Keith O'Brien: Flying Back into Women's History

Keith O'Brien is an award-winning journalist and author of Outside Shot, about basketball in rural Kentucky. He has been a finalist for the PEN/ESPN Award for Literary Sportswriting and contributed to National Public Radio for more than a decade. O'Brien has also written for the New York Times, the Washington Post, USA Today, Politico, Slate, and the Oxford American, among others. He lives in New Hampshire with his wife and two children. His new book, Fly Girls: How Five Daring Women Defied All Odds and Made Aviation History (Eamon Dolan/Houghton Mifflin Harcourt, $28), is reviewed below.
You first learned of these women while you were, ironically, on a plane.
In spring 2016, I was reading Lily Koppel's The Astronaut Wives Club on a flight to Pittsburgh. One of my all-time favorite books is The Right Stuff by Tom Wolfe, and I was interested to learn that story from the wives' perspectives. As I read, I became captivated by a reference to an all-female air race, the Powder Puff Derby. I consider myself well read and educated, yet I had never heard of this. My plane had wi-fi, so I cracked open my laptop and started Googling. I did what all good storytellers do: I stumbled on a little nugget of a story, just a little crumb, and followed it down a path. Sometimes these nuggets don't lead anywhere. Other times, they take you to a magical place you never knew existed.
Did you know immediately that this was a bigger story than one race?
By the time I landed in Pittsburgh, I knew I needed to get to a library soon. After my kids were asleep and my workday was done, I started going to my town's university library at night to research these races and these remarkable unknown women. While I was tracing these women's lives, I was looking for a narrative--what is the story and who are the primary characters in that story? That was a journey with a lot of stops and starts. When I found Florence Klingensmith, everything came together. She was one of the few women who raced against men, and was the first to do so in a race of great importance. She was one of the most talented female pilots of her time and undoubtedly more talented and skilled than Amelia Earhart.
Why do you think Florence Klingensmith, Ruth Elder, Louise Thaden and Ruth Nichols aren't as well known as Amelia Earhart?
I think we remember Amelia for several reasons. You can't underestimate how famous she was at that time. When she flew across the ocean as a passenger in 1928, and when that plane succeeded in reaching the coast of Wales, it made her one of the world's most famous women. Of course, it didn't hurt that she was backed by the full power of the George Putnam publishing machine, cranking out her books and sending her on a lecture tour. To Amelia's credit, she didn't rest on her laurels. She could have taken that flight, gone on the lecture circuit, done a vaudeville show, gone to Hollywood. She was also outspoken. People thought she was famous for doing nothing and criticized her behind her back--she knew that. In response, she spent the rest of her very short life--her remaining nine years--challenging herself and answering her critics.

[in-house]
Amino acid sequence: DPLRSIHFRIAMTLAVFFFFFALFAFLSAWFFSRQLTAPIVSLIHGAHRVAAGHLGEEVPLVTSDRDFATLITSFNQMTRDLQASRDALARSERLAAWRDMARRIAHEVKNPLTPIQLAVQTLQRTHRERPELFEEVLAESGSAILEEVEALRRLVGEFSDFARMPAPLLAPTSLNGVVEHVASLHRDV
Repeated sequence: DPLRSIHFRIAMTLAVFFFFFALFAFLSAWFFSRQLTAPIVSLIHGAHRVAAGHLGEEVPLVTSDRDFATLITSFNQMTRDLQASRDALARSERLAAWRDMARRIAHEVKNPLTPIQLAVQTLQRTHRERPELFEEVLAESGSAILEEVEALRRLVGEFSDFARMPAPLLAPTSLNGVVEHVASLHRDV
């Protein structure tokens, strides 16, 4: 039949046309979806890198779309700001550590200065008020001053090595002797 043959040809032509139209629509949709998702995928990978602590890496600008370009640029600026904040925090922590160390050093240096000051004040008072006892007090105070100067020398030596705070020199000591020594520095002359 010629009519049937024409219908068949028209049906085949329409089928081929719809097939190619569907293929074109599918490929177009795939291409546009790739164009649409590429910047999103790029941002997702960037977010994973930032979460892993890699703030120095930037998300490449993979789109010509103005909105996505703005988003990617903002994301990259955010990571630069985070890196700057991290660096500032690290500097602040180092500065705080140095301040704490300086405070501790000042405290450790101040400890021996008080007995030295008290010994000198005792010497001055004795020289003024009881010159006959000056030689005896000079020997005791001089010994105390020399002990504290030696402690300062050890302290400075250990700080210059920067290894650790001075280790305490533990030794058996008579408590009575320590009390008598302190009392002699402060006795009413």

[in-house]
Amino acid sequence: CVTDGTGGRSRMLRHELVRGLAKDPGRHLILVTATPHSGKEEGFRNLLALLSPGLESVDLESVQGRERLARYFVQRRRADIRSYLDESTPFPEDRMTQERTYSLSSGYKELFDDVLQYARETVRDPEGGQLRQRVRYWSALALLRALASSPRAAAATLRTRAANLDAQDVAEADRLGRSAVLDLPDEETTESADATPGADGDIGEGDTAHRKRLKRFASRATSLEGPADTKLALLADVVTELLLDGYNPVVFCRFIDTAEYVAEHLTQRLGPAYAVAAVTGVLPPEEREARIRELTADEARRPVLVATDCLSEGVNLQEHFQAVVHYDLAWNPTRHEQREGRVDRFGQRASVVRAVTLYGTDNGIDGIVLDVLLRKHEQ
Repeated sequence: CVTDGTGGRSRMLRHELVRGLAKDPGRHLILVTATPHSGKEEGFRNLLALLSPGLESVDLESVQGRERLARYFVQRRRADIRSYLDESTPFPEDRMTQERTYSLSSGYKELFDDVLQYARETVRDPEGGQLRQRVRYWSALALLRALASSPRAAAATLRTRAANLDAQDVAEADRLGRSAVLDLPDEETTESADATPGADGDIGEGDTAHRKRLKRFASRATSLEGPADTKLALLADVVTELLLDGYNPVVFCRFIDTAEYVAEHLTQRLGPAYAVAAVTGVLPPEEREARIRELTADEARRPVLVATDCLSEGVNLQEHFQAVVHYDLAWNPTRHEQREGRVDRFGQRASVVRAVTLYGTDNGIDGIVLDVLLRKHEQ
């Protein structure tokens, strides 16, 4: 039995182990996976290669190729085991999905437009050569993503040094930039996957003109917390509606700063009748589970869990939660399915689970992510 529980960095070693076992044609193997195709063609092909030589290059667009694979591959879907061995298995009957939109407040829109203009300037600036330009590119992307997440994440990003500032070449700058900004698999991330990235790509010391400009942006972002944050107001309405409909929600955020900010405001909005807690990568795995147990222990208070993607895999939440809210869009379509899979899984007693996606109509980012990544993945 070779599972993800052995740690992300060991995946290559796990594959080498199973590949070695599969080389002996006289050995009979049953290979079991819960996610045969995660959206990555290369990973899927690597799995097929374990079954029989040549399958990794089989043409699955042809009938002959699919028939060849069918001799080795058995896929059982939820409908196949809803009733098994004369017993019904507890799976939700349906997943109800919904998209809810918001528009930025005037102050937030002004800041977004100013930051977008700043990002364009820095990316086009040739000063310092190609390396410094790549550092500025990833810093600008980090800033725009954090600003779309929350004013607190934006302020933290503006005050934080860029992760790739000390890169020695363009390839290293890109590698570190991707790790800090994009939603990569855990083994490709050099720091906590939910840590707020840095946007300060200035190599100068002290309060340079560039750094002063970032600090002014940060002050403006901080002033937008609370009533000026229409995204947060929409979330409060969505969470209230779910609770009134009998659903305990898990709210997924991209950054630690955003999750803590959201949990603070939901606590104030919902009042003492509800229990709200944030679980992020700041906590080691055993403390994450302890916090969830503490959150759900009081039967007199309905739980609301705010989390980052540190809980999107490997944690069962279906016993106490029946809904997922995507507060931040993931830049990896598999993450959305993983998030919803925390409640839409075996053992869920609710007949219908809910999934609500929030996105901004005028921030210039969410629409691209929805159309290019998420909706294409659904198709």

Had it not been for happenstance, crashes and others' instances of sheer bad luck, we might be remembering one or all of them instead. Their stories and accomplishments are just as fascinating.
Right. Fly Girls isn't just a story about airplanes flown by women. There was a purpose in what these women were trying to do. To put it in context, when a man attempted to fly across the ocean or race across the country, he was treated as a hero. If he died, he was memorialized with a grand tribute. When a woman tried the exact same thing, to push the limits of what she could do--and what planes at the time could do--her failure was severely criticized. She was judged harshly and treated horribly. Florence's story is an example of that. What happened to her changed the course of aviation history and certainly the course of my narrative. I'll be honest--her story also really changed me.
Have you talked with any of the pilots' surviving family members?
I spoke to many relatives, including Louise's daughter, who was three years old when this story ends. As a reporter, when you sit with someone's child and talk at length with them about their parents, you come to know that person in ways that you would not have otherwise. 
You are also giving the families, and the world, the gift of knowing these women and their rightful place in history.
These five women founded and were charter members of an organization called the Ninety-Nines, still in existence today. I recently had the honor of speaking to them, and only a few in the audience had ever heard of these women. Florence is remembered in the small Minnesota community where she lived. But when I called around to Rye, N.Y., and Anniston, Ala., nobody knew Ruth Nichols or Ruth Elder, respectively. 
What advice do you think the pilots would give to women--pilots or not--today?
They knew they were connected because of discrimination and how men regarded them. One woman's failure was every woman's failure. The opposite was true, too: one woman's success was to everyone's benefit. They were rivals at times and racing to beat each other, but they knew that they all needed to make it. Amelia talked about the importance for women to "keep knocking" on closed doors. "As more knock, the more will enter," she famously said. That was true in 1936 and sadly, remains true now. --Melissa Firman
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